Actually there’s a lot of things we shouldn’t be saying to each other. Things that are illegal, inappropriate, outright rude – and most of the time we recognize what these things are. But there’s a group of things that somehow we forget is unacceptable to utter or even think in the direction of one of our fellow human beings. We wouldn’t want these things said to us. So why do we say them to other people?
1. You’re being oversensitive
There are not enough expletives available to be able to adequately explain to you what is wrong with saying this to someone. This is the phrase that kickstarted this whole list. I can’t understand why ANYONE ever thinks it’s okay to react to someone’s anger, hurt or other emotion with this statement. Let’s take a second to think about what it means. It suggests that someone is reacting to something in a way that you deem over the top. Maybe you wouldn’t react that way, maybe the thing to which they are reacting is no big deal to you. Well GUESS WHAT? It’s a big deal to them. So try for some attempt at understanding rather than dismissing them completely, which is what this statement is – a big fat dismissal of their feelings. It’s insulting, it’s disrespectful and it’s wrong. It’s also impossible to be oversensitive because if you are upset by something then you’re upset by it, and therefore can’t be over reacting. Let’s not measure everyone else’s THE FEELS with our own personal yardstick.
2. Urgh, that’s so boring
You can swap the above for many phrases along the same lines. Let me give you an example. The other day I asked a colleague if he was coming for a drink after work. He replied, quite reasonably ‘I can’t, I’m going to the gym’. Now, I consider going to the gym after work a cruel and unforgiving task that is carried out in a fit of guilt because I ate an entire packet of Jaffa Cakes at lunchtime (one of the Christmas ones that’s about ten feet long) and the last time I raised my heart rate above 75 was that time a few weeks ago when I thought Grey’s Anatomy hadn’t recorded. I do not go for fun. I mean, actually I do not go at all, but I certainly would never go for fun. So with that in mind I said ‘urgh, that’s so boring, don’t go to the gym, come out with us’. I’m ashamed to say that it was only when I caught sight of his forlorn face and heard him utter the words (in a tiny voice that made my heart crack) ‘I don’t find it boring’ that I realised I’d been insensitive. I immediately apologised. I know what it’s like to be into something that other people will dismiss with a sneer because they don’t find it fun. As do we all. So we should accept everyone as they are, and in my case not bully the new kid into feeling bad about his hobby.
3. ‘I promise’ (when you don’t remotely mean it)
And yes, yes, I know we’ve all done this too. I’ve done it, you’ve done it. You make a promise and at some point you fail to keep it and someone gets upset. As well they should because to have someone promise you something is a big deal and it MEANS SOMETHING and okay so I know that sometimes breaking a promise cannot be avoided but I think that a bit of foresight is a wonderful thing, and you should think hard about whether you can and are willing to keep a promise before you make it. Again, that goes for me too.
4. Don’t be so silly
This is quite an innocent sentence really, and it’s often said in a most well meaning sense. Maybe someone you know thinks they look fat and you think they look fine and so you say ‘don’t be so silly’ but what this actually means is ‘I am completely dismissing the thing you are feeling insecure about when really I should be making an effort to listen and understand’. It’s not comforting and in fact it can be a very isolating phrase.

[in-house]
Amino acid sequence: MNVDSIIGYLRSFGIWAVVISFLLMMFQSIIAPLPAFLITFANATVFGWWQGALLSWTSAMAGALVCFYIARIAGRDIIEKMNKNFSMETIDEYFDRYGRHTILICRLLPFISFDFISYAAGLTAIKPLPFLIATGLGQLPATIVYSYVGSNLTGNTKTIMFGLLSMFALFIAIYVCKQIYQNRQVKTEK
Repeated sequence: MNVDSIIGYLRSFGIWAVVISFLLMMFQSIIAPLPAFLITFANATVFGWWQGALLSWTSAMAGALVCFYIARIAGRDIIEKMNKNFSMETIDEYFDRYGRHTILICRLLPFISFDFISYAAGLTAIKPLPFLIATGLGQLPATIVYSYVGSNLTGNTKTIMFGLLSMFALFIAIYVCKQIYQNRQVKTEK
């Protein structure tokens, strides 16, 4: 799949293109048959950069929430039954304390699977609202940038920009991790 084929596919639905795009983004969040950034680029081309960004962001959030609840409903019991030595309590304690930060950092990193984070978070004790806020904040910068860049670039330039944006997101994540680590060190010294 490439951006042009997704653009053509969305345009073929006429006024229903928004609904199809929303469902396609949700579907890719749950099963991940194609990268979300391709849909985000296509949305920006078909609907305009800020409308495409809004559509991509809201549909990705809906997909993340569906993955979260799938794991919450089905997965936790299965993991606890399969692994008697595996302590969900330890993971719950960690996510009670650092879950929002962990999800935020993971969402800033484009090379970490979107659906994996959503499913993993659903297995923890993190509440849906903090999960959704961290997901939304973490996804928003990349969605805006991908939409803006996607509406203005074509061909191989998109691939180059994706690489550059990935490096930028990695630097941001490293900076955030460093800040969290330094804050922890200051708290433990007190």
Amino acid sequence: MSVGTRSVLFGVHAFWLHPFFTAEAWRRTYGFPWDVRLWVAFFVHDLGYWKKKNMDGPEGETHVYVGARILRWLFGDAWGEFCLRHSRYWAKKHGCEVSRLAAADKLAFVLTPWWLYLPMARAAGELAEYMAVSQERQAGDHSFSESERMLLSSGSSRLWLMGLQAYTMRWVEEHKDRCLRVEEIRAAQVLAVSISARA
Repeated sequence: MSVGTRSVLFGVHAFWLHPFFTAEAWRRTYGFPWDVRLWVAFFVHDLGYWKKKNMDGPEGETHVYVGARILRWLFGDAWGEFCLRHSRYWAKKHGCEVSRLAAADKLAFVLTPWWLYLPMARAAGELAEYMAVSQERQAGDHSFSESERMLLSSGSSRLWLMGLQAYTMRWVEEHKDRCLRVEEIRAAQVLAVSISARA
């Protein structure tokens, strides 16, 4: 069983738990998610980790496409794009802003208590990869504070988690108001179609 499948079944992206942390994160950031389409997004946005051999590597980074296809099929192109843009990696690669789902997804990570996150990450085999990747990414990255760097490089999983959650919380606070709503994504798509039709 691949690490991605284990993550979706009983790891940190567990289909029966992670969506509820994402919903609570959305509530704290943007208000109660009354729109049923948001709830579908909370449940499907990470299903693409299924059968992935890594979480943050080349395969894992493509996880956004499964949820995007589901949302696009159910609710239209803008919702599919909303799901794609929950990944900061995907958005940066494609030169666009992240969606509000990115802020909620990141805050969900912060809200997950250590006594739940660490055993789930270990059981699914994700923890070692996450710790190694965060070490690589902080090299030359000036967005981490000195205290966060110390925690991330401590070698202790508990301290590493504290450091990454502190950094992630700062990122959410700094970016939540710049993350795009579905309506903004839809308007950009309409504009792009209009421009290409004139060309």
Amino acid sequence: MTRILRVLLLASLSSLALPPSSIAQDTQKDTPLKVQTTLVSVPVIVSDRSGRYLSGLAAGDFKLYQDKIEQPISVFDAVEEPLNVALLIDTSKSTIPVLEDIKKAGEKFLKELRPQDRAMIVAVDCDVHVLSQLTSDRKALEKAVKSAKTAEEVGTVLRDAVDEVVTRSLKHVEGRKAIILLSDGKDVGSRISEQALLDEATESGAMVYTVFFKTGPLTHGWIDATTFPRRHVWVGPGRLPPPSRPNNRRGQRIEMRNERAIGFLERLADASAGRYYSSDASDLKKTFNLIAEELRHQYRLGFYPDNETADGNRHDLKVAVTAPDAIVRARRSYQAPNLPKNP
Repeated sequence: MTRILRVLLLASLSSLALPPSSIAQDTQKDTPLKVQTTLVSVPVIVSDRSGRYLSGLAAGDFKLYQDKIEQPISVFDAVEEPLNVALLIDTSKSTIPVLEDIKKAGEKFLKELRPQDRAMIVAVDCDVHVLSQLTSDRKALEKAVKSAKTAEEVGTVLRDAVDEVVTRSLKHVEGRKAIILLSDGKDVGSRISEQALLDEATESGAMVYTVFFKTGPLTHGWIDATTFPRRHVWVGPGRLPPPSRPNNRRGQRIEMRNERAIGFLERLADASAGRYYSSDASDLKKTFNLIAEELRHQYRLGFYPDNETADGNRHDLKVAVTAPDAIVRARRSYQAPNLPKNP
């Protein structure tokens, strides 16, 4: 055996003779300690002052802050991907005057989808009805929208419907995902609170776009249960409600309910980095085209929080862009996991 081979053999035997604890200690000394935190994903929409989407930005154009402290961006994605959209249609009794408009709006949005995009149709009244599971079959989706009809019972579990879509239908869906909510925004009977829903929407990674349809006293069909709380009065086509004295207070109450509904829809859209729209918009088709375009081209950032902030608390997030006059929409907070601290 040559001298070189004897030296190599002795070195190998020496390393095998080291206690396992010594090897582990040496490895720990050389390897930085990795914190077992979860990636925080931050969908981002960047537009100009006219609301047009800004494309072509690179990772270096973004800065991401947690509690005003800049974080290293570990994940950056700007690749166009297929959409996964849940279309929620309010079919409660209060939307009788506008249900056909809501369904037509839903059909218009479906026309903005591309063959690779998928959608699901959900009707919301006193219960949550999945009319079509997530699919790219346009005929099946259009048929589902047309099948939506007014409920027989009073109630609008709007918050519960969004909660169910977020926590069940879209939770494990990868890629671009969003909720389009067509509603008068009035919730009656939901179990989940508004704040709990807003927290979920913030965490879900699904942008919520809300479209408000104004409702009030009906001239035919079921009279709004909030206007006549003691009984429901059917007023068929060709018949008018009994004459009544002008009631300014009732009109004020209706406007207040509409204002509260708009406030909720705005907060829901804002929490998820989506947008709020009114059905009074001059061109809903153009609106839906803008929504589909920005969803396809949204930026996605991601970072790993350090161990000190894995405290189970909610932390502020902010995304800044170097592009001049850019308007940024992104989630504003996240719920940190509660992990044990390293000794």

5. How can you not like *insert thing here*?
The opposite of number 2 on this list. Someone doesn’t like a thing, and you really like it and maybe it’s an unusual thing to not like, because it’s something that’s EVERYWHERE and in EVERYTHING. So you scoff at it. For me, the thing is cheese. I’m mortally afraid of it. It’s gooey and smelly and you never know when it might turn up near you unexpectedly, smelling pungent and being generally upsetting. Most people like it, and so they say to me ‘how can you not like CHEESE? Everyone likes cheese’. Er, no they don’t. If that were true, I’d you know, like it and stuff. Then they say ‘what about on a pizza?’ Well no, because that’s cheese isn’t it. ‘What about cheesecake? You must like cheesecake’. Again, that has cheese in it. So no. And it goes on like that. It’s ridiculous. And then I meet someone who doesn’t like chocolate and I love chocolate and we have a conversation that goes like this: ‘but how can you not like chocolate?’ ‘Because I just don’t’. ‘What about Smarties? Everyone likes Smarties.’ ‘No, because they have chocolate in them’ ‘Okay but you eat chocolate cake right? That’s just got a bit of chocolate cream in the middle.’ And so you see, insensitivity creeps in everywhere, whether we mean to do it or not.
We can be quick to say things to other people that we wouldn’t like said to us. They are little things but they can sting. So let’s be thoughtful and not make each other feel 2 inches tall, like downcast Hobbits or those people from that place in Gulliver’s Travels, you know, the really little people. Or when Alice takes the potion that says ‘drink me’ and suddenly she is the size of an actual pansy. Let’s listen to each other and make each other feel all big and nice inside, like giants. In fact this Christmas, lets all be huge big giants walking around with big hearts, only saying constructive things, not absolutely ridiculous things that are rubbish in a non-obvious way and make no sense. Agreed?
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